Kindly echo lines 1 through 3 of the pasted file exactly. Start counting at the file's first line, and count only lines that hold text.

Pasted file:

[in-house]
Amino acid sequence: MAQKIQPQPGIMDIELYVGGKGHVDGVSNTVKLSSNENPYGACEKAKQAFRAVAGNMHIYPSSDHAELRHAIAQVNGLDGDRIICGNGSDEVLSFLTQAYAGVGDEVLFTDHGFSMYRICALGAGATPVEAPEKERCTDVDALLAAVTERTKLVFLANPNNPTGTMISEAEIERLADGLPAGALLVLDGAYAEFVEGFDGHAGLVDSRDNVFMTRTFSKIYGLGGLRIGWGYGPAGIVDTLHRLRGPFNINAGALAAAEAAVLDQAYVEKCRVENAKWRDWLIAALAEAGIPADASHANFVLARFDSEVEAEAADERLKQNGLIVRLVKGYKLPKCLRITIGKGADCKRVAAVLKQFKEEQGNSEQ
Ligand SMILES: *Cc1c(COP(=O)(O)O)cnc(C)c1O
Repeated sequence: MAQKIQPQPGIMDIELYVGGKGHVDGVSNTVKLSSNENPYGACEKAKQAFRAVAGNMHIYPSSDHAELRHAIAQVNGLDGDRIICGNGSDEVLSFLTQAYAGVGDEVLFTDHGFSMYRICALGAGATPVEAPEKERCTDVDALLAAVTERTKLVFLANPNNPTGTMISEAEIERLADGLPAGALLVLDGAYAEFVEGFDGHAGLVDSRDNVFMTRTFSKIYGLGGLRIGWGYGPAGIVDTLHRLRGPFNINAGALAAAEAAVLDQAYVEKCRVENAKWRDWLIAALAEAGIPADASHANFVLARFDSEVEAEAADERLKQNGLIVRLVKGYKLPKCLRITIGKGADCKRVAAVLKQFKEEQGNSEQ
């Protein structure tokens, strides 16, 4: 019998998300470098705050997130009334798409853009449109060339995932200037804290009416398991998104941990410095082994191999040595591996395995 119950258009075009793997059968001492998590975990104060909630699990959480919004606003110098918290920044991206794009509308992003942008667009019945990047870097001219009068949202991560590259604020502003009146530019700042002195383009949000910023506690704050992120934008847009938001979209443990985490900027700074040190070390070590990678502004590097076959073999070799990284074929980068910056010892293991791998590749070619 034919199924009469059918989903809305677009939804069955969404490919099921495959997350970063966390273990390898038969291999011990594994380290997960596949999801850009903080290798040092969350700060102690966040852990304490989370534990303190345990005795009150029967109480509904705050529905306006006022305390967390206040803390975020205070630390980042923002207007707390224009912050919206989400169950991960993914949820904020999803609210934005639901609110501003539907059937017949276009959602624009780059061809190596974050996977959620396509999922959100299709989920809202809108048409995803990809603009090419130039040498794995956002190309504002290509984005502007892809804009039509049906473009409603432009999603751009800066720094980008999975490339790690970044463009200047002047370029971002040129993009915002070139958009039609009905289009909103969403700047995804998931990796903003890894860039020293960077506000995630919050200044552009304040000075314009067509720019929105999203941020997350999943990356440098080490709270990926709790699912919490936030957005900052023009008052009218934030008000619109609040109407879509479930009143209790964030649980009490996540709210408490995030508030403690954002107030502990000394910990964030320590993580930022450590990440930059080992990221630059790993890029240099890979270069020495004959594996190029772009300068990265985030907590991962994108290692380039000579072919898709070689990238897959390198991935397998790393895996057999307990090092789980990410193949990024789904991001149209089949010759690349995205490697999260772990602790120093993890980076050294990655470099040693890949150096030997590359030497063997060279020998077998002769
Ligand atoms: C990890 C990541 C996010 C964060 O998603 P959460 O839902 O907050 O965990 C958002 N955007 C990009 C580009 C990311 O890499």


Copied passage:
[in-house]
Amino acid sequence: MAQKIQPQPGIMDIELYVGGKGHVDGVSNTVKLSSNENPYGACEKAKQAFRAVAGNMHIYPSSDHAELRHAIAQVNGLDGDRIICGNGSDEVLSFLTQAYAGVGDEVLFTDHGFSMYRICALGAGATPVEAPEKERCTDVDALLAAVTERTKLVFLANPNNPTGTMISEAEIERLADGLPAGALLVLDGAYAEFVEGFDGHAGLVDSRDNVFMTRTFSKIYGLGGLRIGWGYGPAGIVDTLHRLRGPFNINAGALAAAEAAVLDQAYVEKCRVENAKWRDWLIAALAEAGIPADASHANFVLARFDSEVEAEAADERLKQNGLIVRLVKGYKLPKCLRITIGKGADCKRVAAVLKQFKEEQGNSEQ
Ligand SMILES: *Cc1c(COP(=O)(O)O)cnc(C)c1O